More bad news for Terra as fresh allegations emerge about Mirror Protocol More bad news for Terra as fresh allegations emerge about Mirror Protocol

More bad news for Terra as fresh allegations emerge about Mirror Protocol

Mirror Protocol devs allegedly covered up a major exploit that led to the siphoning of tens of millions of dollars.

More bad news for Terra as fresh allegations emerge about Mirror Protocol

Cover art/illustration via CryptoSlate. Image includes combined content which may include AI-generated content.

@FatManTerra is back with fresh allegations about Terra’s synthetic assets protocol Mirror. Specifically, an exploit related to Mirror’s lock contract.

Since the Terra fiasco blew up earlier in May, @FatManTerra has been lifting the lid on the inner workings of the Terra ecosystem. The revelations paint a picture of suspicious goings-on.

The latest allegations further suggest that Terra users have been on the raw end of the deal for a lot longer than previously assumed.

Mirror Protocol under the spotlight

Details shared via social media on May 26 alleged that Mirror Protocol might not be as decentralized as it claims

@FatManTerra tweeted details of an investigation into Mirror’s whale wallets, which he suspects are actively trying to conceal their influence by spreading MIR tokens across burner wallets.

“I have found evidence that this wallet and related wallets try very hard to make it look like MIR governance is not majority-controlled by a single entity – they do so by splitting up MIR between several fresh anonymous wallets.”

One of these wallets is linked to Terraform Labs CEO Do Kwon via a Decentralized Autonomous Organization (DAO), on which he is an advisor.

Tying all of this together, @FatManTerra suggests this may point to senior figures within the Terra hierarchy manipulating governance and profiting as a result.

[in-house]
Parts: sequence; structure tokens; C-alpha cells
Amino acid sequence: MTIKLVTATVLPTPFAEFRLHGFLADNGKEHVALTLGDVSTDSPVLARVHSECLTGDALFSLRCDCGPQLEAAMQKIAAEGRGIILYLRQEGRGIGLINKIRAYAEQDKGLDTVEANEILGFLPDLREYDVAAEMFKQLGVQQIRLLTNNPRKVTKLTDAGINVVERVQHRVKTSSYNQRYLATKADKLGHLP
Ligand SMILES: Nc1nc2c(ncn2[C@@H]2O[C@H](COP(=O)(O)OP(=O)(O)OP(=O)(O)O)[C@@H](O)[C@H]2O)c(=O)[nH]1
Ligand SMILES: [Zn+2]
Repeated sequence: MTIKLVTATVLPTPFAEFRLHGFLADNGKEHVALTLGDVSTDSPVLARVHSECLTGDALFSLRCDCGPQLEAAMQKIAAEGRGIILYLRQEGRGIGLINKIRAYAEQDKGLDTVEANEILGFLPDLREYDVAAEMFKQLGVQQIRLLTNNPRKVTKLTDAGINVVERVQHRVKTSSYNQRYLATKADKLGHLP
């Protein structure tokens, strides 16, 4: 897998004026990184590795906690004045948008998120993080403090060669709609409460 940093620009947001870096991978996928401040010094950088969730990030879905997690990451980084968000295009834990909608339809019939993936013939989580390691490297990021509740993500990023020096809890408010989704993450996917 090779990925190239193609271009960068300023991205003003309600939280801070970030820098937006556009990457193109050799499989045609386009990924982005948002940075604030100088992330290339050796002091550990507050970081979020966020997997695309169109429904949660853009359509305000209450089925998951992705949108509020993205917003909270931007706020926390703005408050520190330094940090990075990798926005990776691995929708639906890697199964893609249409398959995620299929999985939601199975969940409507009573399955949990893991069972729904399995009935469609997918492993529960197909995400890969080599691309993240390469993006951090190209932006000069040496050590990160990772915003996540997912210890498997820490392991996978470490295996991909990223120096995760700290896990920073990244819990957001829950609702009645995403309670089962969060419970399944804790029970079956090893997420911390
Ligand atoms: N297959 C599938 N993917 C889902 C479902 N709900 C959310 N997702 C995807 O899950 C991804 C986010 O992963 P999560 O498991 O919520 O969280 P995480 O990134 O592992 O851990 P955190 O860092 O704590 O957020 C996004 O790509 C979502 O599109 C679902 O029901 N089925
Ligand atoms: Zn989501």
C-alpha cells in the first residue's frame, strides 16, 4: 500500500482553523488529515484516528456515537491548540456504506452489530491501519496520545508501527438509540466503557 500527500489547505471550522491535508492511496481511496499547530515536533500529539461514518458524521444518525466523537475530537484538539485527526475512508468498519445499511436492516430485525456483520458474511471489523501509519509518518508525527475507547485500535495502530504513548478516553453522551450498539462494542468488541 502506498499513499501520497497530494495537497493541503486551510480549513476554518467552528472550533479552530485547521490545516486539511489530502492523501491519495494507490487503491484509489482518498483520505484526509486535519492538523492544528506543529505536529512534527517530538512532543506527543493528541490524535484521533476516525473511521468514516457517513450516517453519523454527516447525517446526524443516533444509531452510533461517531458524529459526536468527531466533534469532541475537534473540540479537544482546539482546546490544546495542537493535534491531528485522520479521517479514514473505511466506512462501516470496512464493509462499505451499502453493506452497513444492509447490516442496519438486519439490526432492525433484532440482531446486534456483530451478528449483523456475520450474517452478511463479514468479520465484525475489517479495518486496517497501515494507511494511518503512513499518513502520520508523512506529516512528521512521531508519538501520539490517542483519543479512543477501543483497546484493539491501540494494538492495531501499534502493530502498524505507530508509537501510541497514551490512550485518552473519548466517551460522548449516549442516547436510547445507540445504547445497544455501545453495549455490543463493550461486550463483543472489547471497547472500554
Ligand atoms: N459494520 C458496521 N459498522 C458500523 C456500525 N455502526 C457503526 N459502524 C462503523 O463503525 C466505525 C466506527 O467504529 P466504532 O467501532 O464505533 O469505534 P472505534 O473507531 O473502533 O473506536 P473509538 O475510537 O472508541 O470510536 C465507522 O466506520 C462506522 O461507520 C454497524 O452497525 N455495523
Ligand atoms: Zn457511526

Fresh allegations

@FatManTerra also tweeted details of an exploit on the Mirror Protocol that was plugged roughly 18 days ago, which coincided with the time UST lost its peg.

The bug in question relates to the Mirror lock contract. Under normal circumstances, users lock their collateral, and after a 14-day holding period, they can use an unlock function to release the collateral.

Until the UST implosion, the code which governed the unlock function did not have a duplicate check. Meaning an attacker could repeatedly release funds after the 14-day lock-in period.

What’s more, @FatManTerra alleged that Mirror Protocol patched the bug without informing the Mirror community that it even existed.

Further investigations show attackers have exploited the bug hundreds of times since October 2021.

Suspicions were further set off when one of the wallets involved timed a UST dump just before the suspension of the Terra pegging mechanism.

A community investigator under the username PF92 said at least 88 million UST was stolen through this vulnerability.

@FatManTerra signed off the tweetstorm by saying he doesn’t know who is responsible but will continue investigating.

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